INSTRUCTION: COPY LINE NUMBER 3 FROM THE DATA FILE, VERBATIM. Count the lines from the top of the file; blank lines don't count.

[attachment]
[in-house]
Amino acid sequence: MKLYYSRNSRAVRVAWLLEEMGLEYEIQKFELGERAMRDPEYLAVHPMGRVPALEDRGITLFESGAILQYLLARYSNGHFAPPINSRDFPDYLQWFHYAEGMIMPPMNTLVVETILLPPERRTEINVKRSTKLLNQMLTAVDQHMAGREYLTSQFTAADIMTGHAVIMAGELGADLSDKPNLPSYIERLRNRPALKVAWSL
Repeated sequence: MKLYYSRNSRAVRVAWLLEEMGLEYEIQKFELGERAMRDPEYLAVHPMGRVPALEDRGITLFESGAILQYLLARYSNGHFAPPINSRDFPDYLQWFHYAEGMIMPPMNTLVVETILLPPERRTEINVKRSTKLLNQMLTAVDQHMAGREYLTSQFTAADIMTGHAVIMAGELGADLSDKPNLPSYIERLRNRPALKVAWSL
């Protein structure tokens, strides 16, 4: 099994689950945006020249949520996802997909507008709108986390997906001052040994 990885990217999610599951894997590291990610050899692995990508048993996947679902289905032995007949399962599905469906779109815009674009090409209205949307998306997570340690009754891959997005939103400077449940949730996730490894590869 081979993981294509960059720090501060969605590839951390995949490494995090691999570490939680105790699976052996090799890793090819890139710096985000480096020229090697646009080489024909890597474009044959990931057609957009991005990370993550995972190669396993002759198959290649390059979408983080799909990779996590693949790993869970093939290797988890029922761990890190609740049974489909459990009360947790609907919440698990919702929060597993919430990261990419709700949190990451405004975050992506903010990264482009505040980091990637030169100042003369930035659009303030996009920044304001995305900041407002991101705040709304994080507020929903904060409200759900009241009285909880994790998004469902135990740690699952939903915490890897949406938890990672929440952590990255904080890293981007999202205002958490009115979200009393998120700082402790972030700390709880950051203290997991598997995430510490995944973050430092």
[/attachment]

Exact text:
Repeated sequence: MKLYYSRNSRAVRVAWLLEEMGLEYEIQKFELGERAMRDPEYLAVHPMGRVPALEDRGITLFESGAILQYLLARYSNGHFAPPINSRDFPDYLQWFHYAEGMIMPPMNTLVVETILLPPERRTEINVKRSTKLLNQMLTAVDQHMAGREYLTSQFTAADIMTGHAVIMAGELGADLSDKPNLPSYIERLRNRPALKVAWSL